I think many moms cringe when they think about having “The Talk” with their child. You know…the one about where babies come from…the one about the ‘birds and the bees.’ THE TALK. I don’t know why that is. Maybe it’s because we’re scared to see them grow up too fast. We want to keep them young and innocent forever.
I kept putting off having “The Talk” with my own daughter. I would make excuses like it wasn’t a good time because her brothers were around and would probably barge into the room and interrupt us. Or because we would soon be heading to our next extracurricular event and there wasn’t enough time to have a good and thorough conversation about it. But eventually, I knew I couldn’t put it off anymore. The time had come. She was starting to ask questions. And I wanted to be the one to give her the answers.
I had my first clue that it was getting to be that time when she asked me about a man who had a baby with a woman who wasn’t his wife. She said, “But mom, how is that even possible if they aren’t married?!” Oh, boy. Of course, she had asked me this question when we were in the car and literally about two minutes away from home. I didn’t want to get into it then. I think I gave her some quick explanation that, well, people do not really NEED to be married to have children…and we would talk about it some other time. And then I quickly proceeded to change the subject. Bad mom on my part. I had put it off yet again.
I really struggled with knowing what age is appropriate to have “The Talk.” She is 11. Part of me thought, “Oh my gosh, she is still so young….too young to have this talk yet.” But, when you look at the statistics, is it really?? According to the Kinsey Institute, the average age of first intercourse by males is 16.9 and females is 17.4. I hear so many stories about young teenage girls getting pregnant. I don’t want my daughter to be one of them.
Part of the driving force behind me finally deciding to tell her, though, wasn’t because of these statistics or because I’m scared of teenage pregnancy. It was the fact that some of her friends already had learned about sex. (I only know this because their moms told me). I didn’t want my daughter to learn about sex from a friend. I wanted her to learn about it from ME…her MOM. As she gets older and has questions, I want her to feel comfortable knowing that she can come to me for information, for advice, for an ear to listen, or for a shoulder to cry on.
I have talked to other moms about this, and you would be amazed how many of them said, “I wish my mom had had that conversation with me. I had to learn about it in Health class.” Ditto. Same for me. My mom never had “The Talk” with me. I learned about sex in school. And I find it hard to believe that a young middle school kid would want to raise his or her hand, in front of a classroom full of peers, and ask a question about sex. Are you kidding me?! And potentially be laughed at for not knowing something?!! And embarrassed beyond belief?! So instead, these kids keep it bottled up inside…afraid to ask…and always wondering. And that wondering could cause them to seek answers elsewhere—like from friends or online. I don’t want my daughter to wonder. I don’t want her to be afraid or embarrassed to ask a question. And, I don’t want her to get the wrong information.
So….I finally bit the bullet and had “The Talk” with my daughter. We were in the car, just me and her. I knew we’d be in the car for a while, so I had time. No interruptions. No excuses. There was no escape for either of us! No backing out now.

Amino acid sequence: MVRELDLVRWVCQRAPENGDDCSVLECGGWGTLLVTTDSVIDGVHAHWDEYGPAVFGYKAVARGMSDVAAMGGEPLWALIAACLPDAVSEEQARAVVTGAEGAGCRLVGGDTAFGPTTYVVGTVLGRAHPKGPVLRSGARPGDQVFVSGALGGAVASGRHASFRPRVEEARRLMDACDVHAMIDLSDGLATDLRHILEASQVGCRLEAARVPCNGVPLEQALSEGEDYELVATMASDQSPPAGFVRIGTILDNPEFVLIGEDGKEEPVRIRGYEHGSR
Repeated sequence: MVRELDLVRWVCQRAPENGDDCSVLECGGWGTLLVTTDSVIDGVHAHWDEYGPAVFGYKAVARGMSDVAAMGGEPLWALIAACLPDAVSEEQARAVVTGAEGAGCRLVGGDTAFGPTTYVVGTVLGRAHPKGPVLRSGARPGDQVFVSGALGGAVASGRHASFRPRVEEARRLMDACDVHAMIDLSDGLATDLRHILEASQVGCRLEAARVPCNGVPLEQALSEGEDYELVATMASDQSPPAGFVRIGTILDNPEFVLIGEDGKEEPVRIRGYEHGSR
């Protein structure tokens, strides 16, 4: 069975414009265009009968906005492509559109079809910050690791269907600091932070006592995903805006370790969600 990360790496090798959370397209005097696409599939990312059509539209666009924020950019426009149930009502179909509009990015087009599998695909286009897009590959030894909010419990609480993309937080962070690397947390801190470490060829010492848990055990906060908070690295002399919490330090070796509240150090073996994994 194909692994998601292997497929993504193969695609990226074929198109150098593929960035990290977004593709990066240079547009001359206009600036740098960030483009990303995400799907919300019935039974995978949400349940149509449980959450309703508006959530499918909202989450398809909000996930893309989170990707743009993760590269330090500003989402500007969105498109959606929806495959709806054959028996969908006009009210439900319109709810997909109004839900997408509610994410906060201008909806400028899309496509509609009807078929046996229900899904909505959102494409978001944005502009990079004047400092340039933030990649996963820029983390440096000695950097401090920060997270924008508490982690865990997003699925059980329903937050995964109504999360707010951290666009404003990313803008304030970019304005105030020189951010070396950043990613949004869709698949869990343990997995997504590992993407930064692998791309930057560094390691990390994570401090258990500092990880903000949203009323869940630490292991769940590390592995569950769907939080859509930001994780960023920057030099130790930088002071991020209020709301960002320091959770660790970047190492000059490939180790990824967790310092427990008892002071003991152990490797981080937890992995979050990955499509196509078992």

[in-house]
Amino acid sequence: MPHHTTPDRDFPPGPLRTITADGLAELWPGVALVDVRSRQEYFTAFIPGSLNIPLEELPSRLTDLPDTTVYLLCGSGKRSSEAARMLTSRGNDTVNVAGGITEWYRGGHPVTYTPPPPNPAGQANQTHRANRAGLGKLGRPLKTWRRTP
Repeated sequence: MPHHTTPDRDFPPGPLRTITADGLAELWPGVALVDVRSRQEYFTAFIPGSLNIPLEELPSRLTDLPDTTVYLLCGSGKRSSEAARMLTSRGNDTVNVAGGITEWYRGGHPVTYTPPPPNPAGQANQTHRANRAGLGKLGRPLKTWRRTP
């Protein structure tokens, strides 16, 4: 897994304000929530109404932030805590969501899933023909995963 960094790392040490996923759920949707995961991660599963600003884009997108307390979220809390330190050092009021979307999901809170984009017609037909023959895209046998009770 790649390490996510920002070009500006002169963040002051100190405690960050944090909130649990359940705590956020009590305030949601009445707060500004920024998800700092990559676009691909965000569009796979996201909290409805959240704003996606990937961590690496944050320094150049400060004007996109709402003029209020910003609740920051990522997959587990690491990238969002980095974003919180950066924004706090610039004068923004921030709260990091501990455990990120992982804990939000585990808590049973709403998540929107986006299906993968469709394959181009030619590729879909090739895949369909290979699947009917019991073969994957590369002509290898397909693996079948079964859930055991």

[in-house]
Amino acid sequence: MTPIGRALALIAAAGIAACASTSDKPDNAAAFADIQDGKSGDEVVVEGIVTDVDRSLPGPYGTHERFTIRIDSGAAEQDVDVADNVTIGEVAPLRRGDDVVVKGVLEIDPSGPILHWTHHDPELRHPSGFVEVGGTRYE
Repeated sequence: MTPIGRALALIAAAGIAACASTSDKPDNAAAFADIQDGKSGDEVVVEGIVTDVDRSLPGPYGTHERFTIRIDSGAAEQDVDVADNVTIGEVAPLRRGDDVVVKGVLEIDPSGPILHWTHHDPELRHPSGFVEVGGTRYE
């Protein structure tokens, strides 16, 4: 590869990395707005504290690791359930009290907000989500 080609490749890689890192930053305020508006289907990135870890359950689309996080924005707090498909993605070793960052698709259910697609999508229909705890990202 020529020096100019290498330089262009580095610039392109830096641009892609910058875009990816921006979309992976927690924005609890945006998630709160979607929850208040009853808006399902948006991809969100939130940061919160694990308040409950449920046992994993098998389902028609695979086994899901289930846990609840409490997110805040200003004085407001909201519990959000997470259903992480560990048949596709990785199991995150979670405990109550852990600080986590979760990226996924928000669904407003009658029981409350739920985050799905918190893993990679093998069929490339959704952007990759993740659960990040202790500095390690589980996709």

Honestly, I didn’t have a good pre-thought-out-plan going into this conversation. It was a little spontaneous. The moment just felt right, so I went for it. Part of me was afraid that I was too late. Did she already know this stuff?! Did her friends already fill her in?! How much does she know?
I tried not to go into too much detail with this very first conversation. I just stuck to the basics. I tried to just let the conversation come naturally to me. I remember talking about how this is meant to be an act of love between two people. I remember saying that even though there are ways to not get pregnant, there is never a guarantee…and it’s best to wait until you finish school and find a life partner to help you raise that baby (and not live home with your parents!) But most of all, I want her to know that it is HER body and that nobody should EVER make her feel like she needs to do something that she doesn’t want to do. No means no!
I’d occasionally glance over at her sitting next to me in passenger seat, and I could tell that this was the very first time she was hearing any of this. (Whew! I wasn’t too late!) The look on her face said it all. Part of it was slight confusion…the other part was…ummm…slight mortification?! Haha! She has three younger brothers, and I think she was a tad bit disgusted at first with the whole idea. Throughout my little spiel, she would respond every so often with an “uh-huh,” “ok,” or another “uh-huh.” When I asked her if she had any questions, I just got a “nope” and that was it. Pretty painless for both parties involved, I think.
As a parent, you always hope you’re saying the right thing. I have no idea if I did. But, I do know that the communication lines are now open, and I feel good about that. I think the best thing that I AND my husband can do for our daughter is to let her know that we are here for her. We need to be her ‘go to guys.' The place she seeks her answers. Not her friends, not a textbook, and not the internet.
So parents, please, don’t be afraid to talk to your kids about this! Like I had said earlier, soooo many of my friends and other moms told me, “I wish my parents had had that conversation with me.”
JUST DO IT. You’ll be glad you did.